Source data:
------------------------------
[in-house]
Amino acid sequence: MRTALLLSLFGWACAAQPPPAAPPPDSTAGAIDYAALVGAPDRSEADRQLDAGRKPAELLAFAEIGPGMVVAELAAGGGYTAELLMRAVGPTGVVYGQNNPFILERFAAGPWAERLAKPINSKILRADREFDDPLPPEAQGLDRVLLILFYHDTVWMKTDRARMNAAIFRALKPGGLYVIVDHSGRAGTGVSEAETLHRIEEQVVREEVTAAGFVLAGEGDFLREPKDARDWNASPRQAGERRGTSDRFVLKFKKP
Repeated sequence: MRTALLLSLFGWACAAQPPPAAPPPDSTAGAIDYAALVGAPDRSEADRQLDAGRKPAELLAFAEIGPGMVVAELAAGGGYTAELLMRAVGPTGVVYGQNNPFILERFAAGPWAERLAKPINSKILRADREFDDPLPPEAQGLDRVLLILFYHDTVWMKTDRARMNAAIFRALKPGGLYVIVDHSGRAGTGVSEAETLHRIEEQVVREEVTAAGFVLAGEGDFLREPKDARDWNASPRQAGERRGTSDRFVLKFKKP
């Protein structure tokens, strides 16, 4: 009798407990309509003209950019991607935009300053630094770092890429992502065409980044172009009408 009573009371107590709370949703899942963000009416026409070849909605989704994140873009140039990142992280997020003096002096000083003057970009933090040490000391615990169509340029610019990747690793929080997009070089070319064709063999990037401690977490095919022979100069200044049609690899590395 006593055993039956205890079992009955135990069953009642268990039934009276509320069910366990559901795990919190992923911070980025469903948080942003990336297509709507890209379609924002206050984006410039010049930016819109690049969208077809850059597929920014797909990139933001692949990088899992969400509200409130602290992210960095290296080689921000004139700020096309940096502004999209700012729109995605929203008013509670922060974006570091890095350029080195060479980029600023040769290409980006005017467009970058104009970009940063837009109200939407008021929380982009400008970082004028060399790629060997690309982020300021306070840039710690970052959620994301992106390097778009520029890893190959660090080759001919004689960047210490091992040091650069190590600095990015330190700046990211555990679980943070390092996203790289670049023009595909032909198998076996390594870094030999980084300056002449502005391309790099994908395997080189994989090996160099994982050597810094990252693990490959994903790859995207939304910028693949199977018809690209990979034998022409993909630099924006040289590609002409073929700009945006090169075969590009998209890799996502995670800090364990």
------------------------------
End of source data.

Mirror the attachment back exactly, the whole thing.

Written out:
[in-house]
Amino acid sequence: MRTALLLSLFGWACAAQPPPAAPPPDSTAGAIDYAALVGAPDRSEADRQLDAGRKPAELLAFAEIGPGMVVAELAAGGGYTAELLMRAVGPTGVVYGQNNPFILERFAAGPWAERLAKPINSKILRADREFDDPLPPEAQGLDRVLLILFYHDTVWMKTDRARMNAAIFRALKPGGLYVIVDHSGRAGTGVSEAETLHRIEEQVVREEVTAAGFVLAGEGDFLREPKDARDWNASPRQAGERRGTSDRFVLKFKKP
Repeated sequence: MRTALLLSLFGWACAAQPPPAAPPPDSTAGAIDYAALVGAPDRSEADRQLDAGRKPAELLAFAEIGPGMVVAELAAGGGYTAELLMRAVGPTGVVYGQNNPFILERFAAGPWAERLAKPINSKILRADREFDDPLPPEAQGLDRVLLILFYHDTVWMKTDRARMNAAIFRALKPGGLYVIVDHSGRAGTGVSEAETLHRIEEQVVREEVTAAGFVLAGEGDFLREPKDARDWNASPRQAGERRGTSDRFVLKFKKP
């Protein structure tokens, strides 16, 4: 009798407990309509003209950019991607935009300053630094770092890429992502065409980044172009009408 009573009371107590709370949703899942963000009416026409070849909605989704994140873009140039990142992280997020003096002096000083003057970009933090040490000391615990169509340029610019990747690793929080997009070089070319064709063999990037401690977490095919022979100069200044049609690899590395 006593055993039956205890079992009955135990069953009642268990039934009276509320069910366990559901795990919190992923911070980025469903948080942003990336297509709507890209379609924002206050984006410039010049930016819109690049969208077809850059597929920014797909990139933001692949990088899992969400509200409130602290992210960095290296080689921000004139700020096309940096502004999209700012729109995605929203008013509670922060974006570091890095350029080195060479980029600023040769290409980006005017467009970058104009970009940063837009109200939407008021929380982009400008970082004028060399790629060997690309982020300021306070840039710690970052959620994301992106390097778009520029890893190959660090080759001919004689960047210490091992040091650069190590600095990015330190700046990211555990679980943070390092996203790289670049023009595909032909198998076996390594870094030999980084300056002449502005391309790099994908395997080189994989090996160099994982050597810094990252693990490959994903790859995207939304910028693949199977018809690209990979034998022409993909630099924006040289590609002409073929700009945006090169075969590009998209890799996502995670800090364990």